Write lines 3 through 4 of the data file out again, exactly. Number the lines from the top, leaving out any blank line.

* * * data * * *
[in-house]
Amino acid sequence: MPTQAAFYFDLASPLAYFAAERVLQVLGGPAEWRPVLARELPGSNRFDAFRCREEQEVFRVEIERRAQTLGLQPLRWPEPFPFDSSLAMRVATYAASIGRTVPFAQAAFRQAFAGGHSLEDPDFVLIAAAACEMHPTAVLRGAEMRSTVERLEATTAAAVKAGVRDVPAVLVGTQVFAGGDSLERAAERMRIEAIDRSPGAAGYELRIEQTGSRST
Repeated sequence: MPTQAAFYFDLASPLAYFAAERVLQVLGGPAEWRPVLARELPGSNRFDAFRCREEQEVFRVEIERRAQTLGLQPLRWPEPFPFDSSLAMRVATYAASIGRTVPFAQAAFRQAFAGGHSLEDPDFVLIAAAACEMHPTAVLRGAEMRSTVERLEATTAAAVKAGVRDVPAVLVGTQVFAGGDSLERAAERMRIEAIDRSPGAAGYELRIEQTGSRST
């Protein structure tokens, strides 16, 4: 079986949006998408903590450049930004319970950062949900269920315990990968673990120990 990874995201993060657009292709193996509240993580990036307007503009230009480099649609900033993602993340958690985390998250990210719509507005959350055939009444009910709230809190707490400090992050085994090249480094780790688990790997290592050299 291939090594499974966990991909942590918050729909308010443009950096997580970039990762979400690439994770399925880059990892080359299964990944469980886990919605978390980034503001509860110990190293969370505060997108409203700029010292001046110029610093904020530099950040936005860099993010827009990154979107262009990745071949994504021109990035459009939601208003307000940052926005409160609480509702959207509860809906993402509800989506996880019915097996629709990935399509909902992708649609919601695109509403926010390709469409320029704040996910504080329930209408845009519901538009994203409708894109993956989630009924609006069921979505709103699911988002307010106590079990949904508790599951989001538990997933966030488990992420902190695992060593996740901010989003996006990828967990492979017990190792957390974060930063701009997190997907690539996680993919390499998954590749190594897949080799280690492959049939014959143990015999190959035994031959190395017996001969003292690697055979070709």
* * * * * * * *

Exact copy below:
Repeated sequence: MPTQAAFYFDLASPLAYFAAERVLQVLGGPAEWRPVLARELPGSNRFDAFRCREEQEVFRVEIERRAQTLGLQPLRWPEPFPFDSSLAMRVATYAASIGRTVPFAQAAFRQAFAGGHSLEDPDFVLIAAAACEMHPTAVLRGAEMRSTVERLEATTAAAVKAGVRDVPAVLVGTQVFAGGDSLERAAERMRIEAIDRSPGAAGYELRIEQTGSRST
């Protein structure tokens, strides 16, 4: 079986949006998408903590450049930004319970950062949900269920315990990968673990120990 990874995201993060657009292709193996509240993580990036307007503009230009480099649609900033993602993340958690985390998250990210719509507005959350055939009444009910709230809190707490400090992050085994090249480094780790688990790997290592050299 291939090594499974966990991909942590918050729909308010443009950096997580970039990762979400690439994770399925880059990892080359299964990944469980886990919605978390980034503001509860110990190293969370505060997108409203700029010292001046110029610093904020530099950040936005860099993010827009990154979107262009990745071949994504021109990035459009939601208003307000940052926005409160609480509702959207509860809906993402509800989506996880019915097996629709990935399509909902992708649609919601695109509403926010390709469409320029704040996910504080329930209408845009519901538009994203409708894109993956989630009924609006069921979505709103699911988002307010106590079990949904508790599951989001538990997933966030488990992420902190695992060593996740901010989003996006990828967990492979017990190792957390974060930063701009997190997907690539996680993919390499998954590749190594897949080799280690492959049939014959143990015999190959035994031959190395017996001969003292690697055979070709």